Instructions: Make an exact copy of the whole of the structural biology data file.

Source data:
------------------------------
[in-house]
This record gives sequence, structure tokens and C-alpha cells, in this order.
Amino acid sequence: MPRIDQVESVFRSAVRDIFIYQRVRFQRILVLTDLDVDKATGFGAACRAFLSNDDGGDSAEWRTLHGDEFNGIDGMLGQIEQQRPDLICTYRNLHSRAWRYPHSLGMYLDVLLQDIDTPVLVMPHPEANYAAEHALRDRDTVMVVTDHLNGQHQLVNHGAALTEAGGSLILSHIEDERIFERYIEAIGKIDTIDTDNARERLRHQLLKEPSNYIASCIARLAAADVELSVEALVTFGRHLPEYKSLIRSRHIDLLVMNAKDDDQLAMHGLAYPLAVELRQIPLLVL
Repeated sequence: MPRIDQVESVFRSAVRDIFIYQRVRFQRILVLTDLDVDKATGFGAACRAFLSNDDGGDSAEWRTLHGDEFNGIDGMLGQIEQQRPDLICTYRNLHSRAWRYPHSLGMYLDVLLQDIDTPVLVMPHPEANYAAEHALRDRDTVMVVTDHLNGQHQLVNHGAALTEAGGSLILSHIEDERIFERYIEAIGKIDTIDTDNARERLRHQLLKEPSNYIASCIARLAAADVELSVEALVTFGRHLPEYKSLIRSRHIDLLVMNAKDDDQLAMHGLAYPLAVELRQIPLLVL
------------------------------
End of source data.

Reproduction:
[in-house]
This record gives sequence, structure tokens and C-alpha cells, in this order.
Amino acid sequence: MPRIDQVESVFRSAVRDIFIYQRVRFQRILVLTDLDVDKATGFGAACRAFLSNDDGGDSAEWRTLHGDEFNGIDGMLGQIEQQRPDLICTYRNLHSRAWRYPHSLGMYLDVLLQDIDTPVLVMPHPEANYAAEHALRDRDTVMVVTDHLNGQHQLVNHGAALTEAGGSLILSHIEDERIFERYIEAIGKIDTIDTDNARERLRHQLLKEPSNYIASCIARLAAADVELSVEALVTFGRHLPEYKSLIRSRHIDLLVMNAKDDDQLAMHGLAYPLAVELRQIPLLVL
Repeated sequence: MPRIDQVESVFRSAVRDIFIYQRVRFQRILVLTDLDVDKATGFGAACRAFLSNDDGGDSAEWRTLHGDEFNGIDGMLGQIEQQRPDLICTYRNLHSRAWRYPHSLGMYLDVLLQDIDTPVLVMPHPEANYAAEHALRDRDTVMVVTDHLNGQHQLVNHGAALTEAGGSLILSHIEDERIFERYIEAIGKIDTIDTDNARERLRHQLLKEPSNYIASCIARLAAADVELSVEALVTFGRHLPEYKSLIRSRHIDLLVMNAKDDDQLAMHGLAYPLAVELRQIPLLVL